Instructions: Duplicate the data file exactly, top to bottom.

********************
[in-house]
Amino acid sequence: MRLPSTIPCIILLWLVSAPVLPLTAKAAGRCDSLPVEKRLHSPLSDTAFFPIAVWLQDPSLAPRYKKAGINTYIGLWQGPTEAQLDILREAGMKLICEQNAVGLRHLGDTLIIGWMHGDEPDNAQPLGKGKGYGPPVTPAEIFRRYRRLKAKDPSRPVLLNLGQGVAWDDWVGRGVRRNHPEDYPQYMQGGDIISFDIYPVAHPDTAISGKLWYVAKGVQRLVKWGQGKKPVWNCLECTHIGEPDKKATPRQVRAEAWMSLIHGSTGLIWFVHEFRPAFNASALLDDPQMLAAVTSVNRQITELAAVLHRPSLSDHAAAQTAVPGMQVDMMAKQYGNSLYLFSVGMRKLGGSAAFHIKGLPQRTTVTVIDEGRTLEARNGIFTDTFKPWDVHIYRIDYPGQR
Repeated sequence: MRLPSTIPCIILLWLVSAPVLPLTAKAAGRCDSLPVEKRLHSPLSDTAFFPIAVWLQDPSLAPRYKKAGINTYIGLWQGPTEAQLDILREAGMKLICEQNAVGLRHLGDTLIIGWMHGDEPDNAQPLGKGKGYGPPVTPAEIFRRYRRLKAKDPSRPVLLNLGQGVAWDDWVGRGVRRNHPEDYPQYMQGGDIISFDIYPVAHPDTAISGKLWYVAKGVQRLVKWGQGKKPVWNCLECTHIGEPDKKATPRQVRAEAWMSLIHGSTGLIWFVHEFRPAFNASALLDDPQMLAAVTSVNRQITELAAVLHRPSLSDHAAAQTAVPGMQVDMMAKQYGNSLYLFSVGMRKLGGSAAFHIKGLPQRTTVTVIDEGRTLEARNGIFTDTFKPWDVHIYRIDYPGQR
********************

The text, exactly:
[in-house]
Amino acid sequence: MRLPSTIPCIILLWLVSAPVLPLTAKAAGRCDSLPVEKRLHSPLSDTAFFPIAVWLQDPSLAPRYKKAGINTYIGLWQGPTEAQLDILREAGMKLICEQNAVGLRHLGDTLIIGWMHGDEPDNAQPLGKGKGYGPPVTPAEIFRRYRRLKAKDPSRPVLLNLGQGVAWDDWVGRGVRRNHPEDYPQYMQGGDIISFDIYPVAHPDTAISGKLWYVAKGVQRLVKWGQGKKPVWNCLECTHIGEPDKKATPRQVRAEAWMSLIHGSTGLIWFVHEFRPAFNASALLDDPQMLAAVTSVNRQITELAAVLHRPSLSDHAAAQTAVPGMQVDMMAKQYGNSLYLFSVGMRKLGGSAAFHIKGLPQRTTVTVIDEGRTLEARNGIFTDTFKPWDVHIYRIDYPGQR
Repeated sequence: MRLPSTIPCIILLWLVSAPVLPLTAKAAGRCDSLPVEKRLHSPLSDTAFFPIAVWLQDPSLAPRYKKAGINTYIGLWQGPTEAQLDILREAGMKLICEQNAVGLRHLGDTLIIGWMHGDEPDNAQPLGKGKGYGPPVTPAEIFRRYRRLKAKDPSRPVLLNLGQGVAWDDWVGRGVRRNHPEDYPQYMQGGDIISFDIYPVAHPDTAISGKLWYVAKGVQRLVKWGQGKKPVWNCLECTHIGEPDKKATPRQVRAEAWMSLIHGSTGLIWFVHEFRPAFNASALLDDPQMLAAVTSVNRQITELAAVLHRPSLSDHAAAQTAVPGMQVDMMAKQYGNSLYLFSVGMRKLGGSAAFHIKGLPQRTTVTVIDEGRTLEARNGIFTDTFKPWDVHIYRIDYPGQR